Despite the huge expenditure wasted on so-called “e-tolling review panel” eyewash exercise last year where it became more than apparent that almost everyone in Gauteng opposes the tolling of urban freeways, it is apparent that the Gauteng Provincial Government has chosen its side and is prepared to waste even more money on trying to convince people that tolling our urban routes is “the better way to go”.

Serious questions as to where and when budget was approved by the Gauteng Provincial Government to engage in pro e-tolling advertising need to be asked, particularly in light of the fact that it is doubtful whether a handful of “celebrities” who have clearly been paid to promote e-tolling will have much effect on anything other than branding themselves as mercenary sell-outs, just like the young lady who was similarly paid to laud the roadside assistance SANRAL sometimes provides on the GFIP.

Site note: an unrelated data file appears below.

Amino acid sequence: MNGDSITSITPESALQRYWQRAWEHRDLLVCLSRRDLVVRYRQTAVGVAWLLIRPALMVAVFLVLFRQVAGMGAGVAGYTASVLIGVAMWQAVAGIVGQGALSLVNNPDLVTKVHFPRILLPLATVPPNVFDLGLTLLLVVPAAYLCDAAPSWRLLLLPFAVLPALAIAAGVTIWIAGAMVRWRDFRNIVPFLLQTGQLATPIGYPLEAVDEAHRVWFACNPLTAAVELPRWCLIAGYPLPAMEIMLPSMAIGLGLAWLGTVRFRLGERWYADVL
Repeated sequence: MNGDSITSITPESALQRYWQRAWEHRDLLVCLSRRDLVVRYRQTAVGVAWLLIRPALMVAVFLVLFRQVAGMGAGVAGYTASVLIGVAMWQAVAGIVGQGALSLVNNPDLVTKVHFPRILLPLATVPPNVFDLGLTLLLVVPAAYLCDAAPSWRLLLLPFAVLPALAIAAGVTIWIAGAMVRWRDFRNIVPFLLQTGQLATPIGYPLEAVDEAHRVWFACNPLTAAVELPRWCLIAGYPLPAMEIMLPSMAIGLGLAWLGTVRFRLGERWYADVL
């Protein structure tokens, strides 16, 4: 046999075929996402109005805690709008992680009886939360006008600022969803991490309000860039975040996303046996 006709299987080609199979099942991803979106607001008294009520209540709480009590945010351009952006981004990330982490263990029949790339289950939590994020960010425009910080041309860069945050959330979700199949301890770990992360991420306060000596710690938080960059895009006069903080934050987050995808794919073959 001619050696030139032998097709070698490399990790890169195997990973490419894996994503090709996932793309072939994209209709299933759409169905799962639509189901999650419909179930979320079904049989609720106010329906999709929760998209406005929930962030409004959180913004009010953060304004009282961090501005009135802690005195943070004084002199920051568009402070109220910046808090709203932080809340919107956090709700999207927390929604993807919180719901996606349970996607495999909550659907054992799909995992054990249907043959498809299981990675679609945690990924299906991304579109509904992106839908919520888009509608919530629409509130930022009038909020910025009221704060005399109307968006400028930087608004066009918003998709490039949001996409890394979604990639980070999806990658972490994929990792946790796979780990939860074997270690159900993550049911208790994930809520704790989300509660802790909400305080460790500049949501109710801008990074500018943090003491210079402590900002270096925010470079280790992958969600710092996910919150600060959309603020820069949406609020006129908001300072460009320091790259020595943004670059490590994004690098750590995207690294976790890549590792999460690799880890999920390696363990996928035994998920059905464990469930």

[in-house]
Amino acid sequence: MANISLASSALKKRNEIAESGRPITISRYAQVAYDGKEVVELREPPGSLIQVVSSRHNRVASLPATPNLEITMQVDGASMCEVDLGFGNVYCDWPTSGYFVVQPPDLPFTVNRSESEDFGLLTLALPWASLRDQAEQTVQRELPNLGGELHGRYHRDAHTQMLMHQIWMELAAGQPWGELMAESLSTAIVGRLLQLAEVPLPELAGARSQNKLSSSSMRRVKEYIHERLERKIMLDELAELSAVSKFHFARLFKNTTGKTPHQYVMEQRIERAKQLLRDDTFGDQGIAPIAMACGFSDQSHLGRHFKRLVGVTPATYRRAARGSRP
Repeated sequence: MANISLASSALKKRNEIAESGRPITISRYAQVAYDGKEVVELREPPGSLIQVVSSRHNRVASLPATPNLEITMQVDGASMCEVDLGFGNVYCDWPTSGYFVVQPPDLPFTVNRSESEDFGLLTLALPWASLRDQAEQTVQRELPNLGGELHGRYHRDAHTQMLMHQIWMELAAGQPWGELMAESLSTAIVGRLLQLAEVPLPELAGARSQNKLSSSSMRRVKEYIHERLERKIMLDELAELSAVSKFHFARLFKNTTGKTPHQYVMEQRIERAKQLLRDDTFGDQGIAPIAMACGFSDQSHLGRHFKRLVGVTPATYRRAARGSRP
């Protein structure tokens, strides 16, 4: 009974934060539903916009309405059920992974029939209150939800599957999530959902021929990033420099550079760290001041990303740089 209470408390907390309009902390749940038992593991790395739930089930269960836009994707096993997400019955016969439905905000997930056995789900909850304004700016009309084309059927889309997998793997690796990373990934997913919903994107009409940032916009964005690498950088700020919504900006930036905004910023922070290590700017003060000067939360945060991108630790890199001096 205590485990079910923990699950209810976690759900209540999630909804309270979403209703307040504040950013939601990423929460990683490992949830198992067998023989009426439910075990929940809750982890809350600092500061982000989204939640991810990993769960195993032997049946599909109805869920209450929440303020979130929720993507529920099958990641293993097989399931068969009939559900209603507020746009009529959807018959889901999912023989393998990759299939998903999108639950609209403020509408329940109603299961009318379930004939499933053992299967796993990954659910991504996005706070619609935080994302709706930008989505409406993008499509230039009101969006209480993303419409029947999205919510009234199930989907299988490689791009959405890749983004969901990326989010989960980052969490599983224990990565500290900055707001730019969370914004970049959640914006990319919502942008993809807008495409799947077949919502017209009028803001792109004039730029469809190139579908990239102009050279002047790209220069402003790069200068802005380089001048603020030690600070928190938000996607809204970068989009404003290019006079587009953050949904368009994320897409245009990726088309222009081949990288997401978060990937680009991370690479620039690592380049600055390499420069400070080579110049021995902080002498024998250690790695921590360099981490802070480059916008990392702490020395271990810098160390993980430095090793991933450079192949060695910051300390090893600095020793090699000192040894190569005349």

Charges against motorist from whom a R200 bribe was solicited (but not paid) withdrawn

JOHANNESBURG – You may recall the YouTube video of the JMPD officer soliciting a bribe from a motorist on Christmas day, 2014 which went viral in January 2015. Since then, there have been a number of developments we wish to share with you.


On Christmas day 2014, whilst returning to his home in the Pilansberg, Mr Greg Esterhuysen was stopped by a JMPD officer on the R512 going North just outside Lanseria Airport at approximately 17:55. The JMPD officer said that they were conducting an “Arrive Alive” roadblock to check for drunk drivers and offered Greg the choice of being breathalysed or paying R200 and proceeding on his way without being breathalysed. Greg, who was not under the influence of alcohol opted not to pay the bribe and his girlfriend video recorded the incident on her cell phone.

Greg's refusal to the bribe caused the JMPD officers in question to become enraged and they subjected him to what appears to have been a rigged breathalyser test at the Honeydew Police Station, whereafter they arrested him and drove him at breakneck speeds to a medical facility to have his blood drawn before taking him back to Honeydew Police Station to be detained.

After being detained at Honeydew Police Station for several hours, he was released on R1,500 bail, to appear in court on the charge of "drunk and driving" (driving under the influence of alcohol) on Friday 31 July 2015.